Firstly, what a great website — instantly saved on my favourites after having found you!
And now, a little bit about me. I’ve been in recruitment for 16 years, love the rewards and challenges immensely and have worked and lived in South Africa, and now in New Zealand.
A new quandary has surfaced and I am not sure how to deal with it. It’s a first for me. Maybe you could provide a solution?
My client has used our services for two year,s and I have successfully placed most of his staff. Great relationship, until now.
Earlier this year I placed a sales person who did not last their three month trial period. I was asked to replace the candidate. At the same time I was asked to place a senior manager for the same company, which I did in a short space of time.
I billed the client for the senior manager’s role as per normal.
Whilst I was in the process of recruiting a replacement for the sales person, which was taking a little longer than anticipated, the client asked me if they could split the senior manager fee, and pay the balance once the sales person was secured. I agreed to that, confident that the replacement was imminent.
The client paid half as they said they would. All good.
I successfully replaced the sales person a few weeks later, and I requested the balance of the fee that we agreed would be now due. No such luck, they simply ignored by reminders and telephonic requests.
Just short of the senior manager’s three month trial, they asked him to move on as they could not afford to keep him on due to cash flow issues. I was gutted, my senior manager candidate was gutted, and I was really worried that this client had taken me for a sucker.
On calling my client to ask what was going on, he said that the senior manager that I placed there was useless, terrible, cost him a fortune, and decided to move him on. He is now refusing to pay the balance of the placement fee.
I don’t know what to do. Could you point me in the right direction here?
Please know that I am good at my job. I place high caliber people in a wide range of roles across a variety of companies, and do due diligence on both the client and candidate. I care about the people I place and I don’t like being made a fool of.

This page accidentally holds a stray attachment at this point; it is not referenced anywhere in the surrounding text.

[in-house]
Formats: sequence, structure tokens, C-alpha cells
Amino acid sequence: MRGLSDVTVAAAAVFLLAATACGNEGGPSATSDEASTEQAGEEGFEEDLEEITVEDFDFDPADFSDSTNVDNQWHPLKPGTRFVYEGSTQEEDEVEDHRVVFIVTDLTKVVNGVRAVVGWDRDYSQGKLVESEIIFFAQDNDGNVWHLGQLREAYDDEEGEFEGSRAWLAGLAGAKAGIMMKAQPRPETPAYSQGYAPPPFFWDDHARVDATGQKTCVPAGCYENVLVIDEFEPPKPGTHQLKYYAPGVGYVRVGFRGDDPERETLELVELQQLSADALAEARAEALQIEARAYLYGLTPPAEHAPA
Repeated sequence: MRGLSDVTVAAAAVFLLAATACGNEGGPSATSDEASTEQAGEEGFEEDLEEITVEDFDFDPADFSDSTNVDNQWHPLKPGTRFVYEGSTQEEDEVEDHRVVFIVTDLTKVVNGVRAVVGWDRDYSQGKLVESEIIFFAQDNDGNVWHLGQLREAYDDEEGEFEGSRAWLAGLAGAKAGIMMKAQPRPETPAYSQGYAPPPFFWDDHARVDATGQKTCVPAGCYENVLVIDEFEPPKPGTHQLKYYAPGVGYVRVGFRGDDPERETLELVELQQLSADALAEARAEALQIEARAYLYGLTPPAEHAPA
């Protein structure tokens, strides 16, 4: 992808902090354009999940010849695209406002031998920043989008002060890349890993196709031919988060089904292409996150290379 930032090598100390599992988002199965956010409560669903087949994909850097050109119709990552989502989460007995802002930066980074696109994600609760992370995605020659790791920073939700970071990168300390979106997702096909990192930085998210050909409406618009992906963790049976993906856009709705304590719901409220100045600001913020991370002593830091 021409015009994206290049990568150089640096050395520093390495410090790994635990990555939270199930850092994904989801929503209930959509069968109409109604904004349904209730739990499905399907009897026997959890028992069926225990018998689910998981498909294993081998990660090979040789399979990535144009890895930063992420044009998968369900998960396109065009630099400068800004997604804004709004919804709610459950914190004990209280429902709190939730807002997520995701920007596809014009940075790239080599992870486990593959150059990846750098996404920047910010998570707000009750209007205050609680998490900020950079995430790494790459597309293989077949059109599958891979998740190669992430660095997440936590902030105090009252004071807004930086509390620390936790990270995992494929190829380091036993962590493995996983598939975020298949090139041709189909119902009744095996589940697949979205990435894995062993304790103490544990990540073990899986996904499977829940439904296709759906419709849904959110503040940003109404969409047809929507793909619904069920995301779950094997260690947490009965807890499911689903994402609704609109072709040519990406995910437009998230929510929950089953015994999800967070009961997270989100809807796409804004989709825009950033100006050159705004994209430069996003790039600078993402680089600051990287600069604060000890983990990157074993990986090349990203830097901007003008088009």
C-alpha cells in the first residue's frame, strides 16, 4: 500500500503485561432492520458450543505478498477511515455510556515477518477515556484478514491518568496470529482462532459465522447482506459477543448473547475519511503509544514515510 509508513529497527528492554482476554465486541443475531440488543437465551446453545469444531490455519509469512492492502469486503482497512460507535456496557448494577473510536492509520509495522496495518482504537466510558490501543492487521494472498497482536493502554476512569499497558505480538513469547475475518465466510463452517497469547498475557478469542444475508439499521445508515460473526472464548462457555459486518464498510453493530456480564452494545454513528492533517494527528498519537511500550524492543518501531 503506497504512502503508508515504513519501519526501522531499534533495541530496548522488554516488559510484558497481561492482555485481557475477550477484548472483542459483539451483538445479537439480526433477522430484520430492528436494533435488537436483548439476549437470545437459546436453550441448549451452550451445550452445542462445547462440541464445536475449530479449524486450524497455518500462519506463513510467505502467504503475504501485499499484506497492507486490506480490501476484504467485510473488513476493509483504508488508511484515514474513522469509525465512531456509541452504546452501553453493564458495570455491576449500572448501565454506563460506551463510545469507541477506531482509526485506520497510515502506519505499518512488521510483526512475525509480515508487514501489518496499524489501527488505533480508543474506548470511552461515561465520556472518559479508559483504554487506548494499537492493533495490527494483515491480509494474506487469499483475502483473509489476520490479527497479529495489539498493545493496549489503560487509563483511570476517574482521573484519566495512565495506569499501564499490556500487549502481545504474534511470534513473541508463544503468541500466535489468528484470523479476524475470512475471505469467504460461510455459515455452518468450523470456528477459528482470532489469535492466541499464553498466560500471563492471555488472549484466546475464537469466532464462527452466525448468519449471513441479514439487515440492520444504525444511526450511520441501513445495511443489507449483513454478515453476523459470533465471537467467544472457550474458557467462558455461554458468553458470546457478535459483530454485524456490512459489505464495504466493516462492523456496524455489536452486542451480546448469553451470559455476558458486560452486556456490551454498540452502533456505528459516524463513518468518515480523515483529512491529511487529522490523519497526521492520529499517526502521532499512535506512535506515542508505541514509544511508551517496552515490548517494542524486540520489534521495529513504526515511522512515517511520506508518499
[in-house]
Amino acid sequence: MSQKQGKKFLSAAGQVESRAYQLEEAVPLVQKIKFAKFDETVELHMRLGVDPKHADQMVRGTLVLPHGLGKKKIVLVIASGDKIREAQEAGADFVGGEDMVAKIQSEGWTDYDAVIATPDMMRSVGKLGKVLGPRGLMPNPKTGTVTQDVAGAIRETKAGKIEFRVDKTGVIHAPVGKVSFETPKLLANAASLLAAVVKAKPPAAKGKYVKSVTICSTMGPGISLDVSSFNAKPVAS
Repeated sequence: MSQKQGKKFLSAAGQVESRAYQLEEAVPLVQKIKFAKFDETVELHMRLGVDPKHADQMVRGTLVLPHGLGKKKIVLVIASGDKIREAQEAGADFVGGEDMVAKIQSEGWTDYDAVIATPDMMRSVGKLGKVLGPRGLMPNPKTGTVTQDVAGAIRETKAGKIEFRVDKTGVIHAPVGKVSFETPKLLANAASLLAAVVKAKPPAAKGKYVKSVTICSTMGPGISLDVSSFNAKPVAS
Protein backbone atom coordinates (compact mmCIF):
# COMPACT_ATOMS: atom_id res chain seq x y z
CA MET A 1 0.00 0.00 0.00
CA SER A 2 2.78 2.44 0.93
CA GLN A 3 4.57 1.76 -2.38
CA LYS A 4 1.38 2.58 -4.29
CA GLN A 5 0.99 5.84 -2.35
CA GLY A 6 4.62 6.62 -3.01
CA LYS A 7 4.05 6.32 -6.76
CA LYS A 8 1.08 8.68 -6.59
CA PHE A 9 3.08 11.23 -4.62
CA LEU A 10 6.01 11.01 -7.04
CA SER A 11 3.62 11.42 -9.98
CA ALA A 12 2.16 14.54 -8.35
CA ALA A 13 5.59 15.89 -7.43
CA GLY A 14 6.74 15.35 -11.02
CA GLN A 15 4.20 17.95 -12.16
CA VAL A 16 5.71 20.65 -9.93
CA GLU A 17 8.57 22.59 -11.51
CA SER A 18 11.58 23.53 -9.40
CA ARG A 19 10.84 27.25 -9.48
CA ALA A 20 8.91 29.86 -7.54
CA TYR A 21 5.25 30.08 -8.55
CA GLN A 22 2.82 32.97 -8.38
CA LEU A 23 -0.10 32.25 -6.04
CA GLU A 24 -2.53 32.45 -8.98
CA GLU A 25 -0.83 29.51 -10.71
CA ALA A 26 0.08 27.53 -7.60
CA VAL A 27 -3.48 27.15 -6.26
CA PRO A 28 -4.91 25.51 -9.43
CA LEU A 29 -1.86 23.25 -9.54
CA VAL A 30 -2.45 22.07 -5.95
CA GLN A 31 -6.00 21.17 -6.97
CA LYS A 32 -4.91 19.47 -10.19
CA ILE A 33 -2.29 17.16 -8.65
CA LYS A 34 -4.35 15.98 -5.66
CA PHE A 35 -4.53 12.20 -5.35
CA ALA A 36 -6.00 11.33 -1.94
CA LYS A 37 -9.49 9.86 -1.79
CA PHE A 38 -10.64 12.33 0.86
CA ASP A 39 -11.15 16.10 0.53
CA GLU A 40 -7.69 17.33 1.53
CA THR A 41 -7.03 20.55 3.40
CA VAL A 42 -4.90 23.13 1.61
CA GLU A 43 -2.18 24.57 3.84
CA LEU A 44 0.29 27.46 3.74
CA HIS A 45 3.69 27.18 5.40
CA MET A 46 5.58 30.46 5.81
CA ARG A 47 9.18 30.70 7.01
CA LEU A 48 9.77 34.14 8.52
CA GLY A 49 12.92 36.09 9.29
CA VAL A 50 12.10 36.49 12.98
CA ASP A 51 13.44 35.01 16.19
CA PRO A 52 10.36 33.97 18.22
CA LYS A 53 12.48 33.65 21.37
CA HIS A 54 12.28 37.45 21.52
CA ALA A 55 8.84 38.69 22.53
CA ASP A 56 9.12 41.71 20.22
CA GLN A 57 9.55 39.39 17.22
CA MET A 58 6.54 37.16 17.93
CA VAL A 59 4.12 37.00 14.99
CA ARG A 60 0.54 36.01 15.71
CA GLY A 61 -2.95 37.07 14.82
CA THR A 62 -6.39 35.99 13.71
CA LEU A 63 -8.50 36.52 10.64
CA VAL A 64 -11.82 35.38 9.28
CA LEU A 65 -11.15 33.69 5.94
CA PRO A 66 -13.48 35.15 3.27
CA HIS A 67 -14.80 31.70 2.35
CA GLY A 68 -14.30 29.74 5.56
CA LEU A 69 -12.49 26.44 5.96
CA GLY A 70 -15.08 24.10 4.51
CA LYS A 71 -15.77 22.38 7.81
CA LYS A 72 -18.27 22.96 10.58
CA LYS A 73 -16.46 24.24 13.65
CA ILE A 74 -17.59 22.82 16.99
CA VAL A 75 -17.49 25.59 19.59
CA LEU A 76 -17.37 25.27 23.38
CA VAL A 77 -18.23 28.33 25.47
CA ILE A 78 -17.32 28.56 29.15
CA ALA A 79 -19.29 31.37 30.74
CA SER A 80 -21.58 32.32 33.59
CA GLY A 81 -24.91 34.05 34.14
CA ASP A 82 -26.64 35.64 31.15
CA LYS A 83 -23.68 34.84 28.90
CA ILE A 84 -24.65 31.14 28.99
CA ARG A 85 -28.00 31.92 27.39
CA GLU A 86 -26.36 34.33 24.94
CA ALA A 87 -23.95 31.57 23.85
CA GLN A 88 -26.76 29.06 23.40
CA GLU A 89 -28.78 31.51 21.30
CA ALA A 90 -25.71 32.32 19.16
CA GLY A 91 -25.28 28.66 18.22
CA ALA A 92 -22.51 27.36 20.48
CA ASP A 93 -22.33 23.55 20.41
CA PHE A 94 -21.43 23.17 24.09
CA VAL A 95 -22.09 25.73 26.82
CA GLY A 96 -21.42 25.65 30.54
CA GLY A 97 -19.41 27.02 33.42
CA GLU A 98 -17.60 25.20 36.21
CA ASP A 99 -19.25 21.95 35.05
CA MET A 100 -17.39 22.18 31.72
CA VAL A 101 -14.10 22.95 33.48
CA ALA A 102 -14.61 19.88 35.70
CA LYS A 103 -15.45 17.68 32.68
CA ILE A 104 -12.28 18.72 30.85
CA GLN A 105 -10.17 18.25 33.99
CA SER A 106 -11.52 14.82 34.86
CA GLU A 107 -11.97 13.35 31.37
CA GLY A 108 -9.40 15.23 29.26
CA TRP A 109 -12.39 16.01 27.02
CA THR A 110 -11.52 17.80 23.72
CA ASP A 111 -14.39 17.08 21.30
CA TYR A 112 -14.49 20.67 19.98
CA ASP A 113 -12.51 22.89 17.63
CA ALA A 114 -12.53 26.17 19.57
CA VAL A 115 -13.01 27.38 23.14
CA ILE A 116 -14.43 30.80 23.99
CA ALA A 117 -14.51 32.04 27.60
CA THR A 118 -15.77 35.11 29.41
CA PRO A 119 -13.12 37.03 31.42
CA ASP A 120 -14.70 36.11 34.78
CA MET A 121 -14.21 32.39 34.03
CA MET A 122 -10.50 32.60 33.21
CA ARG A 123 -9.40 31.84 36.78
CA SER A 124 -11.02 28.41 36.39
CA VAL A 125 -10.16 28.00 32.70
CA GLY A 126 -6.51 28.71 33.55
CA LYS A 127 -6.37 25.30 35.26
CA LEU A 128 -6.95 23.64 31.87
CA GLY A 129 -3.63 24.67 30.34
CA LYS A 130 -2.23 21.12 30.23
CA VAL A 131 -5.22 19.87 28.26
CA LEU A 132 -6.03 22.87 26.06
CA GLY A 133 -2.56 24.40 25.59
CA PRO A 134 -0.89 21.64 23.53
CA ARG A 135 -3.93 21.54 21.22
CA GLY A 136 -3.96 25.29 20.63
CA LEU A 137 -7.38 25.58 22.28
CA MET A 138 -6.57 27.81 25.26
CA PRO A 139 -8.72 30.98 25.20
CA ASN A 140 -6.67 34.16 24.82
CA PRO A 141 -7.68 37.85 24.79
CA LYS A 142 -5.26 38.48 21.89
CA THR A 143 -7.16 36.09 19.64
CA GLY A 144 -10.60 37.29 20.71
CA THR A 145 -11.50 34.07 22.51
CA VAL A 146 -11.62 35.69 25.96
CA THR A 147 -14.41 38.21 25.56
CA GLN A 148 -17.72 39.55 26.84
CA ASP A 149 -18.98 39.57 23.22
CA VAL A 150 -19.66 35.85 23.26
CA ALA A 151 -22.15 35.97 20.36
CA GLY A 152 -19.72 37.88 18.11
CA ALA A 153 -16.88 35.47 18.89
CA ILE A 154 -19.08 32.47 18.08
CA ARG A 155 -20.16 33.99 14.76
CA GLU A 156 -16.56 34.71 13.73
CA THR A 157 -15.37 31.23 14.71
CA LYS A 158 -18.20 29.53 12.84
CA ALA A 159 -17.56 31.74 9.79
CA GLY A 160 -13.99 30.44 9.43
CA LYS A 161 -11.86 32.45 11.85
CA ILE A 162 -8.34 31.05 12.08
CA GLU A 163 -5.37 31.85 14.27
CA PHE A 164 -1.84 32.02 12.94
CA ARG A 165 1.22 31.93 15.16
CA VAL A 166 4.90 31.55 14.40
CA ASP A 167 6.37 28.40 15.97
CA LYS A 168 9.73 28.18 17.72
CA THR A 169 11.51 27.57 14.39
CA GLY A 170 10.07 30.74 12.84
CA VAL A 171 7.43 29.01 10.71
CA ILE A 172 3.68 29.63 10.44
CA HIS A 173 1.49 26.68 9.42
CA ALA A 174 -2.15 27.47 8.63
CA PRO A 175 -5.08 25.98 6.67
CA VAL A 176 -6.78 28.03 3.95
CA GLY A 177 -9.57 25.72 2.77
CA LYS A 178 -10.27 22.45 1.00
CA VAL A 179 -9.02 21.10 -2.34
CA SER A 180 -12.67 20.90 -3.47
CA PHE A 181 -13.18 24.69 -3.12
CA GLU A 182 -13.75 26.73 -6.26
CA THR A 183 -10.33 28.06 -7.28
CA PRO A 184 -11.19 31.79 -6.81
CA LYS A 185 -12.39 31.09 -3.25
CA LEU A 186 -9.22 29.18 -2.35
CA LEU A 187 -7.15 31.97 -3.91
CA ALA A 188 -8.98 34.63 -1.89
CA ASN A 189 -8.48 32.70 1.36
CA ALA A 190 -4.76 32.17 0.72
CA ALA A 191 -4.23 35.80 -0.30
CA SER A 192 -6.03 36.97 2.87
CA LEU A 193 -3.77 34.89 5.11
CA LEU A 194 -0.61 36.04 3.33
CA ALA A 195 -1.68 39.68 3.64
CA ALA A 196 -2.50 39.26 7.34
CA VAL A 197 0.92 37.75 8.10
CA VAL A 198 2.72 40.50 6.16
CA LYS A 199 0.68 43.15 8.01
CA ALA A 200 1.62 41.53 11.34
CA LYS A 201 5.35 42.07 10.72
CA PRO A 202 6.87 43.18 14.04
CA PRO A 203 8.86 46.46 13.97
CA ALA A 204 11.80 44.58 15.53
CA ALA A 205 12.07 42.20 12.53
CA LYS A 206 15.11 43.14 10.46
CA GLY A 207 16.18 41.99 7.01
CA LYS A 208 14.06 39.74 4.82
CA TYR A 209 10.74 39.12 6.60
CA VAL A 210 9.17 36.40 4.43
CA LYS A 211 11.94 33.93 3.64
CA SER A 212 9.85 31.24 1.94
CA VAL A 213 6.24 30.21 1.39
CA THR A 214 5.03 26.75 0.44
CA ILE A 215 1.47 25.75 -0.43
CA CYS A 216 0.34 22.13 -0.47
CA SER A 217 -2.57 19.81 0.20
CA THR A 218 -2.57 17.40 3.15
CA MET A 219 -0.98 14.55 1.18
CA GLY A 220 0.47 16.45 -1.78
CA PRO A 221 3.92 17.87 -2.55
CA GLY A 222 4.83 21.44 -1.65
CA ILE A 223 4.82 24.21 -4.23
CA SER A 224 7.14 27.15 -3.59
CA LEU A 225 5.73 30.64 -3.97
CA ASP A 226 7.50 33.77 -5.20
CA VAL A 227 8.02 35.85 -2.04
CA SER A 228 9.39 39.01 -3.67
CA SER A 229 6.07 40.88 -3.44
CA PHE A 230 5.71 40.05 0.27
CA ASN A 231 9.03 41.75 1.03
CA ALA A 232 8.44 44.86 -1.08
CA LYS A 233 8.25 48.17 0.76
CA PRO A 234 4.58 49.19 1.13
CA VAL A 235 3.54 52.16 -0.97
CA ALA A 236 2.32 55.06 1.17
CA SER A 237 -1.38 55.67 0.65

Thanks very much indeed.
We’re so glad you’ve discovered the JOC column!
If you think it’s a “favourite” now, just wait ’til we start pumpin’ your placin’.
Whether you’re in South Africa, New Zealand or anywhere else on the placement planet, we’ll be on your screen with some new technique to help.
Here’s my new reader gift to you. Just:
- Shout, “I won’t be fooled any more!”
- Go to www.placementlaw.com.
- Click the red JEFF’S ON CALL! button.
- Type Forty Phony Fee Fighters in the Subject field.
- Click Send.
I’ll reply with the Forty Phony Five-Figure Fee Fighters.
Our name for this phony fee fighter is a forced guarantee. Setting up your fee properly and standing your ground are the ways to get paid when it’s attempted.
1. Use a pro-rata refund guarantee.
The forced guarantee can only happen with a replacement guarantee.
Please don’t promise to “replace” one unique human being subjectively selected by another who owes nothing for his mistakes, miscalculations and misfits. The only recruiters who like replacement guarantees are the ones who’ve never had the pleasure of spending endless hours and angst trying to please a capricious, cranky “client.”
Think of it as receiving a full retainer to do a search after you’ve already done a completed search without being paid. Only worse. Now the “client” is blaming you for its loss of time and business, and now the “client” wants a full refund. It’s just got to be clever to extract it from you when the contract has no refund provision.
The opening is cold and old, the specs have changed, and some manager’s trying to justify why you were paid. So there’s every motivation to engage in five-figure fooling.
It gets worse. A replacement guarantee is essentially a warranty. You’re warranting (unconditionally and continuously promising) that the stranger (“client”) will be absolutely and continually satisfied (reasonably or even unreasonably) with the other stranger (candidate) in a situation you can’t control.
But a simple 30-day pro-rata refund guarantee gives you a terrific marketing tool. Employers love it because it’s unconditional. Sophisticated placers love it because (1) a short payment leash gets the cash fast (or no guarantee), and (2) they don’t write a refund check (30 days isn’t usually enough time for firing or quitting).